Estimating Production and Cost . . . . . . . . . . . . . . . . . . . . . . . . . . . . . . . 7

    Conclusion . . . . . . . . . . . . . . . . . . . . . . . . . . . . . . . . . . . . . . . . . . . . . . 10

    Literature Cited. . . . . . . . . . . . . . . . . . . . . . . . . . . . . . . . . . . . . . . . . . . 11

  • GTR-NRS-69 Page 1

    INTRODUCTION

    Mechanized systems that include feller bunchers and cut-to-length (CTL) processors coupled with clambunk and grapple skidders are used increasingly to harvest hardwoods in the Central Appalachian region (American Pulpwood Assoc. 1997, Long 2003). The trend toward increased mechanization is attributed to the need to address concerns related to productivity, safety, environmental, and cost concerns (LeDoux and Huyler 2001a, Wester and Eliasson 2003).

    Daily production using machines to fell, delimb, cut to length, and bunch trees can exceed that achieved by crews of hand fallers. A study by the Forest Engineering Institute of Canada showed that a mechanized system (feller buncher/stroke delimber/grapple skidder) can produce a higher volume per hour at a lower cost per unit volume than a conventional system (hand faller/hand delimber/line skidder) (Phillips 1997). A study of CTL harvesting by LeDoux (2002) in New Hampshire, Vermont, and Maine showed that a substantial amount of the forest inventory would be profi table using this system.

    Mechanization also helps ensure a year-round supply of timber to mills because the machines cited can operate in poor weather (American Pulpwood Assoc. 1997). Some mills even help loggers acquire the necessary equipment. Using a feller buncher or CTL processor increases safety because the direction in which a tree falls can be controlled and the severed tree can be held securely and transported to the desired location, thus protecting operators from falling debris (Bell 2002, Shaffer and Milburn 1999). These machines also position felled trees such that hand delimbing and bucking is safer. Feller bunchers and CTL processors vary by type and size (Blinn et al. 1986; Greene and McNeel 1987, 1991) to accommodate different forest types, composition of primary tree species, topography, e.g., steep slopes and swamps (McDonald et al. 2000, Long 2003), site conditions, e.g., pine plantations (Aedo-Ortiz et al. 1997, McDonald et al. 2000) or products, e.g., pulpwood (Green et al. 1987, Greene and McNeel 1991). In this report we review feller buncher and CTL harvesting systems, present results of safety and environmental impact studies, and provide equations that can be used to estimate costs for a wide range of operating conditions in Eastern hardwoods.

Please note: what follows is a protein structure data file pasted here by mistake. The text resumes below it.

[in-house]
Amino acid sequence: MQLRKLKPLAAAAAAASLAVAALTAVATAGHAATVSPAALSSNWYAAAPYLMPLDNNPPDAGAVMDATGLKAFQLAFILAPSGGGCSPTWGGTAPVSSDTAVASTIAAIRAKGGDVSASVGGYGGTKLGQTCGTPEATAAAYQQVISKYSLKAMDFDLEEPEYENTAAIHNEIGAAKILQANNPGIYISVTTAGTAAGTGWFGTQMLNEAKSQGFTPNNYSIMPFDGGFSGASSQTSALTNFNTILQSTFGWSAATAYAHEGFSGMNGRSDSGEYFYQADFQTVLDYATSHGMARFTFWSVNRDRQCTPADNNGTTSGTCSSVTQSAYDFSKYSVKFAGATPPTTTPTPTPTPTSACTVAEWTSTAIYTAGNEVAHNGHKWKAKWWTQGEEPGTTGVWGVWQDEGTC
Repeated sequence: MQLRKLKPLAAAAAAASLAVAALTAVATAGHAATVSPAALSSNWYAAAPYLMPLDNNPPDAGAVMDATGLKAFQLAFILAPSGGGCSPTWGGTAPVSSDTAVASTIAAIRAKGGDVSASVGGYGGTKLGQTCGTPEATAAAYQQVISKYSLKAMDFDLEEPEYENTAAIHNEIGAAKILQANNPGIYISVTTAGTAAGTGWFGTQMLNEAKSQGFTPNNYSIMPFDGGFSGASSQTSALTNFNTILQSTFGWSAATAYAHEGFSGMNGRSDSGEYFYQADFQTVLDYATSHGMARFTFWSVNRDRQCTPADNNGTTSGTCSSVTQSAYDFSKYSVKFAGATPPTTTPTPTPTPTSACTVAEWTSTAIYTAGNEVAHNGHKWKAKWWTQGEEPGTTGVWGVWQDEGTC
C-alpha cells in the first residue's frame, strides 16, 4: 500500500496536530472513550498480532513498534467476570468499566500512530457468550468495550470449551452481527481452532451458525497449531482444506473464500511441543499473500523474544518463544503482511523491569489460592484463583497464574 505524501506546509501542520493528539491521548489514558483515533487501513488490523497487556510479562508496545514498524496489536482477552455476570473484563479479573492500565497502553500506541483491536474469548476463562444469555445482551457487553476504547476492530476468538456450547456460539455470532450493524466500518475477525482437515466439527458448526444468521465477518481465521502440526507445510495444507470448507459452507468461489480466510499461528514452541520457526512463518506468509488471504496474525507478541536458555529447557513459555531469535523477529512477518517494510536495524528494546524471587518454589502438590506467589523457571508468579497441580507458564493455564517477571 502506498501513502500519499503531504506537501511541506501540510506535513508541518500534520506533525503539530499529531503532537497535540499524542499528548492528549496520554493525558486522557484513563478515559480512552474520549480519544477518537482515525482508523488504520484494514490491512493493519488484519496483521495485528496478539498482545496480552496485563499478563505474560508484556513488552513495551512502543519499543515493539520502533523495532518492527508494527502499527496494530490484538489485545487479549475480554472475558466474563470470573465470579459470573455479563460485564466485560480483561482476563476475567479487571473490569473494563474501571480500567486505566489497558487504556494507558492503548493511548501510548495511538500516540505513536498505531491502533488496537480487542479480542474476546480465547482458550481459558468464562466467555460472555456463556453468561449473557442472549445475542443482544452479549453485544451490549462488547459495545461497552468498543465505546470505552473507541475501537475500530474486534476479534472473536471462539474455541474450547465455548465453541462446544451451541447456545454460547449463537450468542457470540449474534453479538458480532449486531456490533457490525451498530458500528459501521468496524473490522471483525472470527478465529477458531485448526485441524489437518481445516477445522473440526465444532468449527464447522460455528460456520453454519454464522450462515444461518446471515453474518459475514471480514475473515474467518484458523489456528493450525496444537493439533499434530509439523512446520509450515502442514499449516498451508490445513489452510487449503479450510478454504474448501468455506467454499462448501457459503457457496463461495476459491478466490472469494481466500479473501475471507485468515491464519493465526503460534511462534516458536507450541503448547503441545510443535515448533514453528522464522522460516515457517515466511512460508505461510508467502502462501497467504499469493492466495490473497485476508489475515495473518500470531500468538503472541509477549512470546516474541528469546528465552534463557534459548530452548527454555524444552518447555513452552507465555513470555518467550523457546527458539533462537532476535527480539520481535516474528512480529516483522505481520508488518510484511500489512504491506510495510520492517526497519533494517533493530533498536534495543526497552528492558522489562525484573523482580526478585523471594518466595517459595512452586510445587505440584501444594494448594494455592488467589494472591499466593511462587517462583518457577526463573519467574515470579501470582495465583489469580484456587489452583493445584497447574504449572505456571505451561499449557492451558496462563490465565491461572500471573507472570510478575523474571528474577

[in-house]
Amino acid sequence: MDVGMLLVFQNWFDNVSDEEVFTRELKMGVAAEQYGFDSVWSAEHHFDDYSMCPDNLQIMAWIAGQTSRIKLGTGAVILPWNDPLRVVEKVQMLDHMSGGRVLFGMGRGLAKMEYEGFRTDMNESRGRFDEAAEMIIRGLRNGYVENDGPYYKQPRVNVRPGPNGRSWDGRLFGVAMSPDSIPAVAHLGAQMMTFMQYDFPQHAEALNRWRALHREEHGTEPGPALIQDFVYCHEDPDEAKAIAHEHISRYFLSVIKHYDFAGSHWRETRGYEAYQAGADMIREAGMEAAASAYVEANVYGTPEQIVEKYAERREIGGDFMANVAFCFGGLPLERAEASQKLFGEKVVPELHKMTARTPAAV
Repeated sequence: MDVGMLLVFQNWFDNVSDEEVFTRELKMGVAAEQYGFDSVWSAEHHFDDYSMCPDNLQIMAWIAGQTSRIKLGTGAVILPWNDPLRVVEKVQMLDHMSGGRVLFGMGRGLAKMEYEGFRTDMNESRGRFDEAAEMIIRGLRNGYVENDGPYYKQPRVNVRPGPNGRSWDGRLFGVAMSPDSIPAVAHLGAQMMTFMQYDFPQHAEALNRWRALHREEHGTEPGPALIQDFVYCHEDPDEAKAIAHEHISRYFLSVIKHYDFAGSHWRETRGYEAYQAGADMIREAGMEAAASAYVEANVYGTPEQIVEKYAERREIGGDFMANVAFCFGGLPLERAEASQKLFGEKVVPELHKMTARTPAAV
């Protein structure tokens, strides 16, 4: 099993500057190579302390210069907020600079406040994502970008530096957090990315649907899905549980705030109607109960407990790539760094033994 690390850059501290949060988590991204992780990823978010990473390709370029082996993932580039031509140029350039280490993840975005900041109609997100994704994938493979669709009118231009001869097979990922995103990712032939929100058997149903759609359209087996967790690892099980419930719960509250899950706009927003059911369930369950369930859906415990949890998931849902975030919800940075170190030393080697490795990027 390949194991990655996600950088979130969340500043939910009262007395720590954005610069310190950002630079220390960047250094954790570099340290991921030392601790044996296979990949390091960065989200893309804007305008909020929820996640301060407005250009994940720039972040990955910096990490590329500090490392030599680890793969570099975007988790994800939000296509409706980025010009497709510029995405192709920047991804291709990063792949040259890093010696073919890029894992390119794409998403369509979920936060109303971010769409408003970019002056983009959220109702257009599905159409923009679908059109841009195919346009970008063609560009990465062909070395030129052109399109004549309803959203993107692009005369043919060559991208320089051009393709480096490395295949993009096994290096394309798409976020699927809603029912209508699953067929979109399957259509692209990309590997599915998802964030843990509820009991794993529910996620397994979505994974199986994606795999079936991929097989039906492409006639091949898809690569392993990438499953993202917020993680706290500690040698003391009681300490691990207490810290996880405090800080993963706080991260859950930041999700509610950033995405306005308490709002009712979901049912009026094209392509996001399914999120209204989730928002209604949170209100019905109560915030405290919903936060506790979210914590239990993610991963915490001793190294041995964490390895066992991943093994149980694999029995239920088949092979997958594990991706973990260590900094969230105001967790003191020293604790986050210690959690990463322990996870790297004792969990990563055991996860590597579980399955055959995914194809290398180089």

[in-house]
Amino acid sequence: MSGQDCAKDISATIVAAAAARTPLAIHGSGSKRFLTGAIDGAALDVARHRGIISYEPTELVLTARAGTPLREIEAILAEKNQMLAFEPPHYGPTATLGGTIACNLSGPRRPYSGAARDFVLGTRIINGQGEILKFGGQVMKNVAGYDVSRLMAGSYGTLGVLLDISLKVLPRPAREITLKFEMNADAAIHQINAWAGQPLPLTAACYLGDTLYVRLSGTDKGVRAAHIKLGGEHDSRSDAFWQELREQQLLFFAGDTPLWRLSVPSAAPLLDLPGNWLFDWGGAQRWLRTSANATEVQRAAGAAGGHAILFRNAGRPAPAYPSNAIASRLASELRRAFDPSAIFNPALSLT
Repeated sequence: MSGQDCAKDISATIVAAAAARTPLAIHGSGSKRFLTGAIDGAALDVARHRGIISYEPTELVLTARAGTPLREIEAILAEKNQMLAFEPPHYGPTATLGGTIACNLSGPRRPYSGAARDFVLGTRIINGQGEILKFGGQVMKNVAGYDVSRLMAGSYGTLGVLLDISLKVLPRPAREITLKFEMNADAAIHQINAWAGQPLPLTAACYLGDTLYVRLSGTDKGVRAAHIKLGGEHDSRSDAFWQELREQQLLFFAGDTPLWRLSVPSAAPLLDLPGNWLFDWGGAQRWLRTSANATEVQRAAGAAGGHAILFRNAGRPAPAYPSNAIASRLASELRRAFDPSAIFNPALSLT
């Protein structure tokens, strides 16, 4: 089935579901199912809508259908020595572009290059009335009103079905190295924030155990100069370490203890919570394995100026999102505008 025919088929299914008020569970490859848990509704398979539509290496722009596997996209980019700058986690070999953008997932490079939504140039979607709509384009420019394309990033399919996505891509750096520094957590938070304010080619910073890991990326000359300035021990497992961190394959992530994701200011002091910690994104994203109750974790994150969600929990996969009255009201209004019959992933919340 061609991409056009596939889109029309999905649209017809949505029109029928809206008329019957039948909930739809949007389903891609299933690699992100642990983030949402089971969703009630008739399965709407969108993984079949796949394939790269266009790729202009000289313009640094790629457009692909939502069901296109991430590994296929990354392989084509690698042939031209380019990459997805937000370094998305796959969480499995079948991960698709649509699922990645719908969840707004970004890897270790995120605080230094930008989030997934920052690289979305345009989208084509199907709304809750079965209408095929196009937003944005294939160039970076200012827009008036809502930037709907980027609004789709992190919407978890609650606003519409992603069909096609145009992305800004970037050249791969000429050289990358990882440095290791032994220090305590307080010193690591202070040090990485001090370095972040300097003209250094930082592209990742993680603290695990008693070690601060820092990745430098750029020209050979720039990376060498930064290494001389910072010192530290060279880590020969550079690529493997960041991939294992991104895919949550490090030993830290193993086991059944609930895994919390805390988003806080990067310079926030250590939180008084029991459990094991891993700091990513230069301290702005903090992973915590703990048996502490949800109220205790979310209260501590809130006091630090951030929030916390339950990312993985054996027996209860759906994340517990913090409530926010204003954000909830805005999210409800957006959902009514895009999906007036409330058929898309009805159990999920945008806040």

• Page 2 GTR-NRS-69

    FELLER BUNCHER AND CTL SYSTEMS

    In harvesting the hardwood resource, CTL processors and feller bunchers (Figs. 1 and 2) can be fi tted with different felling, delimbing, and debarking heads (Huyler and LeDoux 1996, 1997, 1998, 1999; LeDoux and Huyler 2000, 2001a,b), and generally are coupled with rubber-tired skidders with grapples (Fig. 3), dozers and crawlers with grapples (Fig. 4), clambunk skidders (Fig. 5), or forwarders (Fig. 6) to transport trees or logs to landings or central-processing areas. Such systems are best applied on gentle to moderately steep terrain. The CTL processor fells, delimbs, bucks a tree into logs, and debarks the stem. It can sort the wood as desired and build bunches according to the capacity of the machine used for skidding. Besides felling a tree, the feller buncher can accumulate multiple stems in the head, sort wood as required, and build bunches for transport by the skidding machine.